The passing of Queen Elizabeth II has left the British nation in mourning and spread deep sadness across the global population. Serving her country for 70 years and 214 days. She served the racing and breeding industry for a mirrored amount of time. Racing truly has ‘lost its best friend’. When tasked in a recent job interview to “List one of the biggest stakeholders in our sport”, I had no hesitation: “The Queen.”
Champion owner in 1954, predominantly due to the successes of Aureole, and then again in 1957 with her own-bred Oaks heroine Carrozza, who provided The Queen with her first British Classic Winner. This Classic win came just five years after Her Majesty inherited the racing and breeding stock of her father, King George VI, after his passing on February 6th 1952.
Her Majestey’s next Classic triumph came the year after, in 1958, when Pall Mall won the 2,000 Guineas. During the 1970’s, The Queen enjoyed prolific Classic success with two of her best fillies, Highclere and Dunfermline, the winners of the 1974 1,000 Guineas and the 1977 Oaks and St Leger respectively.
The Queen used both fillies as breeding prospects and Highclere produced the Royal Ascot Ribbesdale second (Group 2) Highbrow I, and was the granddam of the stallion Blueprint. Sadly, the Derby was the only British Classic the Queen didn’t grasp, however she did have a number of valiant attempts, most recently when Carlton House came third under Ryan Moore in 2011.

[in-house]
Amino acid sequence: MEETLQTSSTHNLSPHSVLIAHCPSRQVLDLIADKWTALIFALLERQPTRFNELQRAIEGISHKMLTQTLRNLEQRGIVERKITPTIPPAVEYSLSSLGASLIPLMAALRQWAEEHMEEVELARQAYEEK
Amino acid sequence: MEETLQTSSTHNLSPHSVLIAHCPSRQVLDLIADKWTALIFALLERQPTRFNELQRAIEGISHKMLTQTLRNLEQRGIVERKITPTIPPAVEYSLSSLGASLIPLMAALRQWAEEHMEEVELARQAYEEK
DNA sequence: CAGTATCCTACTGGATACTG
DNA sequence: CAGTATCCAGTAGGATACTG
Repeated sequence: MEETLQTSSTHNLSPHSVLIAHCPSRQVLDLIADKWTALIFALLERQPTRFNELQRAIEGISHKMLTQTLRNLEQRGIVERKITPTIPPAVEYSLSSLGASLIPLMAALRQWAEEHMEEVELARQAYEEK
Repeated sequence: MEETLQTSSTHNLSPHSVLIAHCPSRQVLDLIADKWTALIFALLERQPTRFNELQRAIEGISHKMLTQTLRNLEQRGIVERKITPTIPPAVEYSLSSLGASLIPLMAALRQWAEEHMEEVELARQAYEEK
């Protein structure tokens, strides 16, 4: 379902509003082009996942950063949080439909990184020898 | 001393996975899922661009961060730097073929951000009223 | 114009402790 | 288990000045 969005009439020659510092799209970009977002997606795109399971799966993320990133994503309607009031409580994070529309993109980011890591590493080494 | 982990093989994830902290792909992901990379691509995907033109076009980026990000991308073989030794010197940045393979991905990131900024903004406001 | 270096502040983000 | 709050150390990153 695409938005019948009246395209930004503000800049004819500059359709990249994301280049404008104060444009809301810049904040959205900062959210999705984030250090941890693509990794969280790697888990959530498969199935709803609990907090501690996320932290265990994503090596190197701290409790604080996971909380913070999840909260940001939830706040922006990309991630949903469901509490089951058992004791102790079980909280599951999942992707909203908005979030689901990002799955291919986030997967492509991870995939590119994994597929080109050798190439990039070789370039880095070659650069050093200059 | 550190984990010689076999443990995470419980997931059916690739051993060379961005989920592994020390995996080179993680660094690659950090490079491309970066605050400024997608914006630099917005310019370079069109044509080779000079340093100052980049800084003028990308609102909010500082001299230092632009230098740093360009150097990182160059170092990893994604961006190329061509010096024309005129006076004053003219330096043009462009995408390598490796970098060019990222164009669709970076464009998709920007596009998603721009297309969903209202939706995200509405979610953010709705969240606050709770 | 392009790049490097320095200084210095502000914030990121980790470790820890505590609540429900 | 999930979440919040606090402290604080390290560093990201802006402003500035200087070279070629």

In the last 33 years The Queen has enjoyed blacktype success in over 80 races. One of her favoured victories was Estimate’s Gold Cup win at Royal Ascot in 2012 over two-miles-four-furlongs (4,000m). I had the privilege of caring for Estimate at the Aga Kahn’s base in Ireland for the 2021 breeding season, and knowing how much the mare meant to the Late Queen and her late husband Prince Phillip is truly special.
Ascot Racecourse stated on Prince Phillip’s passing: “One of the most memorable moments was in 2012 when His Royal Highness The Duke Of Edinburgh presented Her Majesty The Queen with the Queen’s Vase after Estimate’s victory.”
The Queen and Prince Phillip’s invaluable input to the sport of racing was returned to them in the form of delight, enjoyment and cherished memories from their days together at the course.
The stud expands across 300 acers, and the Norfolk base has been used by The Queen to breed over 1,000 winners. Home to the former stallion and top class two-year-old sprinter, Royal Applause, who retired from stud duty in 2014 at a fee of £9,000. The Middle Park Stakes winner peaked at a fee of £20,000 in 2006 with his best progeny being the sire of sires – Acclamation. This is a stallion having an invaluable global influence on the breeding scene, with 140 stakes performers across America, UK, Ireland and France. Acclamation now has several sons at stud with Mehmas, Acclaim and Dark Angel just to name a few, and their current success ensures Royal Applause and the Royal memory live on in our breeding lines.
King Charles III will now inherit this beautiful landscape, let us hope he has just as much success on the track as our beloved Her Majesty.